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Two activists killed, given Tahrir funeral

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Mourners gathered at Omar Makram mosque in Tahrir Square at noon on Monday for the funeral of two men killed in the latest wave of clashes.

Funeral of the two martyrs Mohammed El-Guindy and Amr Saad in the Mosque of Omar Makram at Tahrir (DNE)

Funeral of the two martyrs Mohammed El-Guindy and Amr Saad in the Mosque of Omar Makram at Tahrir (DNE)

Mourners gathered at Omar Makram mosque in Tahrir Square at noon on Monday for the funeral of two men killed in the latest wave of clashes.

Nearly 1,000 people surrounded the mosque where two coffins contained the bodies of 19-year-old  Amr Sa’ad Abdel Reheem and 28-year-old  Mohamed El-Gendy who both died on Sunday.

Many in the crowd broke down in tears as the cars carrying the bodies arrived at the mosque and the coffins were taken inside. One coffin was draped in an Egyptian flag and the other in a green flag emblazoned with Quranic verses.

Former presidential candidate Khaled Ali was inside the mosque for the funeral prayers. Hamdeen Sabahy, leader of the popular current and one of the leaders of the National Salvation Front, was also present.

Following the funeral prayers the coffins were loaded back into the two cars and were driven symbolically around Tahrir Square, followed by the crowd who chanted against President Mohamed Morsi and called for the downfall of the regime.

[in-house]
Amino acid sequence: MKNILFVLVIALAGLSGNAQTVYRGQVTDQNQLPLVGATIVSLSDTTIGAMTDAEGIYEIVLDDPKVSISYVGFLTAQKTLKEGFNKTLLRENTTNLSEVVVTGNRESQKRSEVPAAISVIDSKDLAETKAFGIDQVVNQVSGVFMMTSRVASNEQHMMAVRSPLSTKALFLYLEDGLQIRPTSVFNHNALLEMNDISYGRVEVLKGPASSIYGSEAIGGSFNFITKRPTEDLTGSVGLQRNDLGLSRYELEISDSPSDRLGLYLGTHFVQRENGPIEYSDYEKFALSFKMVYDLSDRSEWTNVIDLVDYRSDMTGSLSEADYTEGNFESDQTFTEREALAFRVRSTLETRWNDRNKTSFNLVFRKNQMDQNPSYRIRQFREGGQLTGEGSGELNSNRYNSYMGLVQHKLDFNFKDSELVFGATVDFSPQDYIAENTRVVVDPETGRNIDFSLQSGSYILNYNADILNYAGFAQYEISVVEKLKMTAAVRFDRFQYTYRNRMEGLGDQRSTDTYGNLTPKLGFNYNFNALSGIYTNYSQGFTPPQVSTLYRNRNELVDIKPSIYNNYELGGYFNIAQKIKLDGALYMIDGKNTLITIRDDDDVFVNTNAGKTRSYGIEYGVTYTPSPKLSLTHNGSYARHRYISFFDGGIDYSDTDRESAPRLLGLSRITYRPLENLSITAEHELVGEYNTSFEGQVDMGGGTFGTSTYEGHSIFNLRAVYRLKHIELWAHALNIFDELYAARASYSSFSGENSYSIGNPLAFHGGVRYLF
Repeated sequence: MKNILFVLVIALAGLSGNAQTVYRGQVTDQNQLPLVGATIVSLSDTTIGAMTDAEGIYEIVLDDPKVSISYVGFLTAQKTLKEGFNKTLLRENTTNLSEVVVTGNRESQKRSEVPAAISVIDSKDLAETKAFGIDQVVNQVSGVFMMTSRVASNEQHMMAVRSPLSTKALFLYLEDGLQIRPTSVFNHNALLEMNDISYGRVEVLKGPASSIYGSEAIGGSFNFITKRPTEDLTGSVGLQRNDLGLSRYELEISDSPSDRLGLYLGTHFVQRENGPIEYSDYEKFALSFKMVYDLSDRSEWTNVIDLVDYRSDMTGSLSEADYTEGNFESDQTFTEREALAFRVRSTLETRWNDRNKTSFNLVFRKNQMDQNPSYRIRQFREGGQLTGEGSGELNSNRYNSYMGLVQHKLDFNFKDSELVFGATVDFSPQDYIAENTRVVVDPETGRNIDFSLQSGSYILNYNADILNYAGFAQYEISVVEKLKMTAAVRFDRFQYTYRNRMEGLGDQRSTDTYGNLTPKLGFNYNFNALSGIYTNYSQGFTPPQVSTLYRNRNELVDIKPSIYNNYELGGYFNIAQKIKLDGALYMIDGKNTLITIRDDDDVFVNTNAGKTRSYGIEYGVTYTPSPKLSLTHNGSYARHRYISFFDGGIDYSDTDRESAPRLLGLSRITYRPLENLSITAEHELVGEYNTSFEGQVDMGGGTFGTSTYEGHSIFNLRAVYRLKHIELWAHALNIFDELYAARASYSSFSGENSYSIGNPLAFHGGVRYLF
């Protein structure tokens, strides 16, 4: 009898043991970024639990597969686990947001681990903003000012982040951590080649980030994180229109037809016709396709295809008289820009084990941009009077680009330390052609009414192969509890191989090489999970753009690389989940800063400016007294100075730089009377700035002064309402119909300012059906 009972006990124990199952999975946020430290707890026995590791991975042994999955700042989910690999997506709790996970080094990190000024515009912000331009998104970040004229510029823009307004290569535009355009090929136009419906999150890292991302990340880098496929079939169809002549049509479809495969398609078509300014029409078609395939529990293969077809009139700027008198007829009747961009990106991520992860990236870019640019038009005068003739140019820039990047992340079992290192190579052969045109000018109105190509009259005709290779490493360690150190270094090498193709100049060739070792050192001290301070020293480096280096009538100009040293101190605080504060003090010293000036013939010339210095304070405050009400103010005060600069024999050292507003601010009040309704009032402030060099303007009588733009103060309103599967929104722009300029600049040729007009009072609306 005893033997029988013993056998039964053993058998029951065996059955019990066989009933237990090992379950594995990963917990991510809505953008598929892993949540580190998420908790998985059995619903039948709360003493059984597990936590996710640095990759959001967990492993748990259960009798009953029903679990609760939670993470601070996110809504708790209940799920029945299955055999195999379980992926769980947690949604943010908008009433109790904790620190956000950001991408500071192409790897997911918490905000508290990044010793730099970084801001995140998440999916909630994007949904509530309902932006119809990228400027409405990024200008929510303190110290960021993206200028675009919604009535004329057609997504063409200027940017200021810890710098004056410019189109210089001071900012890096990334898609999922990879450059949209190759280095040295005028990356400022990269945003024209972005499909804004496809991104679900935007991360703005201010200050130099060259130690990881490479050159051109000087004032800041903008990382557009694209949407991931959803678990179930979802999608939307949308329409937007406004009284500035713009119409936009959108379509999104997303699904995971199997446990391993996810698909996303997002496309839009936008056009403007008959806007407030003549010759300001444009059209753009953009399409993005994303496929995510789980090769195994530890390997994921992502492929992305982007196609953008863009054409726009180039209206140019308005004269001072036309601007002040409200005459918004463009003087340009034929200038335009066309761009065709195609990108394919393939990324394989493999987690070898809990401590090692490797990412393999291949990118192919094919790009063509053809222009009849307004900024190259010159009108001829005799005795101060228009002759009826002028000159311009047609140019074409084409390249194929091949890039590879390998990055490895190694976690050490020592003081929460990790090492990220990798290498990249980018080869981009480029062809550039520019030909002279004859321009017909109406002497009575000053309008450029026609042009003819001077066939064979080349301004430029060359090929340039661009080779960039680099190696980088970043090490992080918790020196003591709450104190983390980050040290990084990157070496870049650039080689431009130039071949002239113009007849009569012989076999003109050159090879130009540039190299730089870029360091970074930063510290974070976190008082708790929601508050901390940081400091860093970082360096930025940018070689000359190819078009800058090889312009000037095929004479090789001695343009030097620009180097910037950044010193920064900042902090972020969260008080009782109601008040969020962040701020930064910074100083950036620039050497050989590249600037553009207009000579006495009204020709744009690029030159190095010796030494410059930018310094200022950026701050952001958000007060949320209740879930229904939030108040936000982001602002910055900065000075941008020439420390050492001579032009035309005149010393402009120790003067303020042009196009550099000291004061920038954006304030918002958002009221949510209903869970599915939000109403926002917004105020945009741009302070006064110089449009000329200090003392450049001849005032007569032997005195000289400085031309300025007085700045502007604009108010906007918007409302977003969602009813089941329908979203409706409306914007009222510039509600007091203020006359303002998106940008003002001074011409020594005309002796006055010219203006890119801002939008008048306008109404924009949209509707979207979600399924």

The procession moved to Corniche El-Nile and continued to be followed by hundreds of mourners. As the crowd passed by the road leading to the American embassy, the some in the procession broke ranks and turned their anger towards the police stationed nearby. The mourners threw rocks and charged forward, flinging security barriers out of the way. The police responded with a volley of tear gas and the crowd dispersed.

The cars carrying the bodies sped away from the crowd after the violence erupted.

A few remained to shout and throw rocks at the police while others tried to diffuse the violence. One elderly woman walked up to the police line and handed one of them a picture of one of the deceased. She turned around and told the remaining people to go home.

Abdel Reheem was shot outside the presidential palace on Friday and died as a result of his injuries.

El-Gendy was a political activist, member of the Popular Current and founding member of Al-Dostour Party. On its official Facebook page, Al-Dostour held Morsi and the interior minister responsible for the “blood of the martyrs.”

The party’s page also claimed that El-Gendy’s medical report showed evidence of a wire around his neck, electric burns on his tongue, three broken ribs, burns from a hot iron on his back and abdomen and evidence of him being hit with sharp tools on his face, head, abdomen, back and legs.

Mohamed Abdel Aziz, a human rights lawyer involved in El-Gendy’s case, reported that El-Gendy disappeared on the evening of 27 January. He said that eyewitnesses informed him that El-Gendy was being held at Gabal Al Ahmar, a Central Security Forces camp. However when the camp was contacted it denied that El-Gendy was there.

El-Gendy was found at Al Helal Hospital in downtown Cairo on Thursday. The hospital said that El-Gendy had been there since Thursday, but Abdel Aziz claims that there was no report filed by the hospital.

Abdel Aziz also said that El-Gendy’s family are awaiting the results of the medical report before making any decisions on potential legal action.

Presidential spokesperson Yasser Ali released a statement on Monday saying that the presidency will pursue inquiries in to the death of El-Gendy, stressing that it “does not violate the rights and freedoms of citizens.”

The Ministry of Interior had no comment regarding El-Gendy’s death.

About the author

Joel Gulhane

News Reporter

Joel Gulhane is a journalist with an interest in Egyptian and regional politics. Follow him on Twitter @jgulhane


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